The pandemic has prompted a rapid increase in virtual healthcare. Telehealth, often touted as a solution to healthcare inequalities, can offer convenient, flexible, accessible, and more affordable care options to millions of Americans. However, those who lack access to and understanding of technology may be cut off from care.
According to a study by UC San Francisco, more than a third of adults over age 65 face potential difficulties seeing their doctor via telemedicine. This could be due to a lack of technology at home, confusing patient portals, insufficient digital skills, and fear of sharing information online. In a recent article on the matter, CTN’s Kami Griffiths is quoted regarding the problems and potentials of telemedicine to help those who need it most.
“Some cities and counties assume that if 15% to 20% of residents have low or no digital literacy skills, this may seem like a small percentage,” Griffiths said. “But that percentage gets larger in certain populations — those with low general literacy, older adults, rural areas, immigrants, those who lack high school diplomas.” Without digital literacy, these populations are unable to utilize the full benefits of virtual healthcare.
Over the past year, CTN partnered with UCSF Mount Zion’s Telehealth Training for Older Patients (TTOP) program to provide telehealth outreach and training to patients aged 50+. The partnership team included CTN’s Josie Boyles, Dr. Therese Chan Tack, and UCSF staff member Van Le. Since October, the group has been doing outreach to patients with upcoming video visits with the Department of General Internal Medicine (or by referral from providers). Each week, Dr. Chan Tack provided call lists for potential patients. Van and Josie split the work of outreach and training. In these outreach calls, the team ensured that patients are ready for their video visits — providing training as needed, and conducting test calls on Zoom.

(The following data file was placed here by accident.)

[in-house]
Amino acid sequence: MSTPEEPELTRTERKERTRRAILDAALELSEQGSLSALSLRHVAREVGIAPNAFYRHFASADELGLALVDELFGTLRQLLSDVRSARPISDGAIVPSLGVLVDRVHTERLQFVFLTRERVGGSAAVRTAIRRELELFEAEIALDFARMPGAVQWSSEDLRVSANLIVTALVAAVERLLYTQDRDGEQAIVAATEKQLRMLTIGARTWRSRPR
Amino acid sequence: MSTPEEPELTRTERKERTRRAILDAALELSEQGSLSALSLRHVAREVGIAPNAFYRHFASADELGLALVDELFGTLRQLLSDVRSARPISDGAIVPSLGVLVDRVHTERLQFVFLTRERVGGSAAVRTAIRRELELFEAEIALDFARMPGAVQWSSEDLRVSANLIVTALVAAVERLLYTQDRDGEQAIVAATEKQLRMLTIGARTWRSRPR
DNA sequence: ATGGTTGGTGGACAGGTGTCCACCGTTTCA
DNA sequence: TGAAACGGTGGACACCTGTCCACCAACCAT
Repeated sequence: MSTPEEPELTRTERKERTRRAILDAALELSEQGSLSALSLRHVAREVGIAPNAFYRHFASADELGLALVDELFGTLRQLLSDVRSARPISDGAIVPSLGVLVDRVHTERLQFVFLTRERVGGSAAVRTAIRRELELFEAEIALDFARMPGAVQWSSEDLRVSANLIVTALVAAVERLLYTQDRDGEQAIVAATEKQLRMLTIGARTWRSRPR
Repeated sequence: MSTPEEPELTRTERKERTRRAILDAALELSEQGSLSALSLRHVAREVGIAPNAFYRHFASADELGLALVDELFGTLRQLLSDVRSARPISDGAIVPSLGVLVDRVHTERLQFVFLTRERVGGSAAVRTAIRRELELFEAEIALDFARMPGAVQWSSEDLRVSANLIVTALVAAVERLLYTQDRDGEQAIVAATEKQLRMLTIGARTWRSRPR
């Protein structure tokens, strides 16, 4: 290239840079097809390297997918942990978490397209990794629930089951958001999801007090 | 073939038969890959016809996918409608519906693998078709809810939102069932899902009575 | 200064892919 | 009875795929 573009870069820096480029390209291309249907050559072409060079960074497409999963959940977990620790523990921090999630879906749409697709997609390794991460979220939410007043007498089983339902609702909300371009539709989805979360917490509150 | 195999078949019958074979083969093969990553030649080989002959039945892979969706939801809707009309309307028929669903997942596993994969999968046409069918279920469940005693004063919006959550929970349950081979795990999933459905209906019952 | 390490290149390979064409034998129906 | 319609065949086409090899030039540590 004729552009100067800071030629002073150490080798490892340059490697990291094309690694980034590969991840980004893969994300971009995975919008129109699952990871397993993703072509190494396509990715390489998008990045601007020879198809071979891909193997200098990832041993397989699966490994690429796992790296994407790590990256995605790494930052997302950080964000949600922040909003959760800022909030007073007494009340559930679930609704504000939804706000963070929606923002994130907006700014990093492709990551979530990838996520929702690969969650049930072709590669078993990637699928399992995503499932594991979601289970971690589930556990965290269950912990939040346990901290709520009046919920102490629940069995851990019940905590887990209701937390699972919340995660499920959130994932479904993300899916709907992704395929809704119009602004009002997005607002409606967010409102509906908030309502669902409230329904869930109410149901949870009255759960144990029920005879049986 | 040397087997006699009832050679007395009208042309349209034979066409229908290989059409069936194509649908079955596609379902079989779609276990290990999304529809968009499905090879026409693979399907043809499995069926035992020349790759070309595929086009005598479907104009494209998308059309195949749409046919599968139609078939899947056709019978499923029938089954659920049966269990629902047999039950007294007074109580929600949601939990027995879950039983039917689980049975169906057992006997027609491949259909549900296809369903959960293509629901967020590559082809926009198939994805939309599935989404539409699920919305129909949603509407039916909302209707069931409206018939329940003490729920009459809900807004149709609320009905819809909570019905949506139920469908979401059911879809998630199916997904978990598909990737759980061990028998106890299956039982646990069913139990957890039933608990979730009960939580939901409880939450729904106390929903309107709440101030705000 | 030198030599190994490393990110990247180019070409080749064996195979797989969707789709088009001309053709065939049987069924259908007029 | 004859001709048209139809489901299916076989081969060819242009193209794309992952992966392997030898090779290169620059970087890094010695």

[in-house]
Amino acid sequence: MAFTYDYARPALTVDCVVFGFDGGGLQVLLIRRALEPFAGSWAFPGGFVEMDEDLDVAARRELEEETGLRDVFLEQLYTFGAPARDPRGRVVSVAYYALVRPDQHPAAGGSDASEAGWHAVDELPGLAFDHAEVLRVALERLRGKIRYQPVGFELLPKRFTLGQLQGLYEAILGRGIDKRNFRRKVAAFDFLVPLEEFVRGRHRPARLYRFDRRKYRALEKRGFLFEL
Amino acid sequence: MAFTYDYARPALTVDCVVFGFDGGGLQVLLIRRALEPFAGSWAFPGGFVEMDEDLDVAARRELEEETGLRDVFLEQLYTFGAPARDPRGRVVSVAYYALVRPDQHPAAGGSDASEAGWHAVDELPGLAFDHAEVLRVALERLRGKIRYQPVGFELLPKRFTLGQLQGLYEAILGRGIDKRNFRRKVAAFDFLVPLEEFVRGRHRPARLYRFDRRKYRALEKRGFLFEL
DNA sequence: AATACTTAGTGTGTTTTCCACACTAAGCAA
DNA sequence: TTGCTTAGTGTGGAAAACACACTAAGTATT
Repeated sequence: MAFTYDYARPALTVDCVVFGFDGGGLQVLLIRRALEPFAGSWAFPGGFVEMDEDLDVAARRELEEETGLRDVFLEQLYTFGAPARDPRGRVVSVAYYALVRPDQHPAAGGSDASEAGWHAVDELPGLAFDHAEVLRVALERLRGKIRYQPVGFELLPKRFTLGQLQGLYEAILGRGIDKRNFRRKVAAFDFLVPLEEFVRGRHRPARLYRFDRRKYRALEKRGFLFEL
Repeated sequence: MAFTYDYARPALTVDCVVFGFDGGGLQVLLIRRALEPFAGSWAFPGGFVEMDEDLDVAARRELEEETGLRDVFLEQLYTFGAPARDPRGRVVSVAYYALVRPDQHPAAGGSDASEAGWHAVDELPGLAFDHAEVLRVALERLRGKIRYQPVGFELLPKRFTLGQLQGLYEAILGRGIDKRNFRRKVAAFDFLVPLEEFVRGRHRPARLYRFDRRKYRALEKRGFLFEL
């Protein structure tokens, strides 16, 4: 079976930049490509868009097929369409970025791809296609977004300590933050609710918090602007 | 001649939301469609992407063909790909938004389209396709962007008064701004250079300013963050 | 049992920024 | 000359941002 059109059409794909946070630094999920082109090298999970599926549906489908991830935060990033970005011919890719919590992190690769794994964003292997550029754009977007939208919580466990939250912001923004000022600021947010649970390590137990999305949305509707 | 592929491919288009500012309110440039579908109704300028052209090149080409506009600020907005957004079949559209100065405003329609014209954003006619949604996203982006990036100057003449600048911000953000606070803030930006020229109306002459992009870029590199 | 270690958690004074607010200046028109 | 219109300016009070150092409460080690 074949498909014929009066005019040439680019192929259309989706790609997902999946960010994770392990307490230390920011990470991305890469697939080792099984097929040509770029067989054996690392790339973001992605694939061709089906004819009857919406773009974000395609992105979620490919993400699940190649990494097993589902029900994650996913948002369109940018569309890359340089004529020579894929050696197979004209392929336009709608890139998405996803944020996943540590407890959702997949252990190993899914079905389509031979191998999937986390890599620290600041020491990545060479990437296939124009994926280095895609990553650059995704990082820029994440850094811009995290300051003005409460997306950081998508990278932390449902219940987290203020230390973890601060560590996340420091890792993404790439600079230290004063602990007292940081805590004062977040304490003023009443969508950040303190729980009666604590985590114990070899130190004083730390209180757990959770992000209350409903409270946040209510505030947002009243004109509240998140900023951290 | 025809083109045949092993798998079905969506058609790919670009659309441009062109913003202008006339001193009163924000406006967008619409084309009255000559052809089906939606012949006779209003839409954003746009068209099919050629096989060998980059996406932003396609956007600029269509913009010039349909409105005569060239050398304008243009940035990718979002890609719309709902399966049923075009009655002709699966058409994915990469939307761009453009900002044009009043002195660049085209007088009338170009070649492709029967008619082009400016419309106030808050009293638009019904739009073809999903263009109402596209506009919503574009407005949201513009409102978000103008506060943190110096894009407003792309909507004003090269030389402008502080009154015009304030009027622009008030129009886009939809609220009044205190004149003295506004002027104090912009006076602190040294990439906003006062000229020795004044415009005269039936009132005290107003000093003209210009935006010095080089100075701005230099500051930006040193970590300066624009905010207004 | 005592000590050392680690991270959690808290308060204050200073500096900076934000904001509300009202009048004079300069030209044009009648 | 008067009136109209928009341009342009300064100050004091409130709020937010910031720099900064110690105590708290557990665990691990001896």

In the first five months of outreach, the team identified nearly 1,000 patients eligible and provided assistance to about 12% of them. While the first stage focused on patients aged 50 to 64, Josie and Van began working in March with patients aged 65 and older. We’ve also established UCSF as a referral center for Home Connect, so going forward, UCSF can refer patients who lack a device or connectivity directly to CTN. Throughout the partnership, UCSF found that many patients had issues with video visits at the beginning of the pandemic but have gotten progressively more comfortable with the experience. While some appointments still must be done in person, many can continue to be conducted via Zoom. Having a video call option is much better than telephone visits, and it allows patients to stay home and avoid unnecessary risks of exposure.
As we strive to ensure equitable access to online resources like telehealth, we are grateful for our collaborative efforts with UCSF to keep seniors healthy and online.